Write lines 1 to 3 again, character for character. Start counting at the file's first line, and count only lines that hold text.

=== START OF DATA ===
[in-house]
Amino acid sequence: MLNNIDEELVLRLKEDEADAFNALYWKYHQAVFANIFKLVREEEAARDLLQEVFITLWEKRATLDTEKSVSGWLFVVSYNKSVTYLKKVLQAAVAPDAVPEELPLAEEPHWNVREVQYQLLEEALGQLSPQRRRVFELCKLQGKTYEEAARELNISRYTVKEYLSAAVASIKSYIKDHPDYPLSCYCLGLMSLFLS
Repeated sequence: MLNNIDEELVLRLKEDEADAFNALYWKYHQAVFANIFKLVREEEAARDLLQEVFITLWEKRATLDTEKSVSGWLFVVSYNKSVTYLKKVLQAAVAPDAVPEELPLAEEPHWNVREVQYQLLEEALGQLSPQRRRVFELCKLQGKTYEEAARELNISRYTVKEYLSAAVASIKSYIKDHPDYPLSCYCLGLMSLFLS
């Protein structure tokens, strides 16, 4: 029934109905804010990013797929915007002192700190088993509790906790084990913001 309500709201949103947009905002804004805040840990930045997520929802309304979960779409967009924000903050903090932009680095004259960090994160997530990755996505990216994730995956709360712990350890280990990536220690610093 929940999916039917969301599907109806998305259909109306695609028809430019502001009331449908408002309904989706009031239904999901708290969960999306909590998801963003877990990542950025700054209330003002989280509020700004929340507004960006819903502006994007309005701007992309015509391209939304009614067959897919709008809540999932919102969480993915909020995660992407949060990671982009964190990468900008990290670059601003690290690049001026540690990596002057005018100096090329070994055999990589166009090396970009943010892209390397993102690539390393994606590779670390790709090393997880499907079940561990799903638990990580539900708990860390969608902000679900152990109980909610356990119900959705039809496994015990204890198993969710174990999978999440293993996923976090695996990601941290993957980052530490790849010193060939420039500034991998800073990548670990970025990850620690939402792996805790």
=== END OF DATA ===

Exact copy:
[in-house]
Amino acid sequence: MLNNIDEELVLRLKEDEADAFNALYWKYHQAVFANIFKLVREEEAARDLLQEVFITLWEKRATLDTEKSVSGWLFVVSYNKSVTYLKKVLQAAVAPDAVPEELPLAEEPHWNVREVQYQLLEEALGQLSPQRRRVFELCKLQGKTYEEAARELNISRYTVKEYLSAAVASIKSYIKDHPDYPLSCYCLGLMSLFLS
Repeated sequence: MLNNIDEELVLRLKEDEADAFNALYWKYHQAVFANIFKLVREEEAARDLLQEVFITLWEKRATLDTEKSVSGWLFVVSYNKSVTYLKKVLQAAVAPDAVPEELPLAEEPHWNVREVQYQLLEEALGQLSPQRRRVFELCKLQGKTYEEAARELNISRYTVKEYLSAAVASIKSYIKDHPDYPLSCYCLGLMSLFLS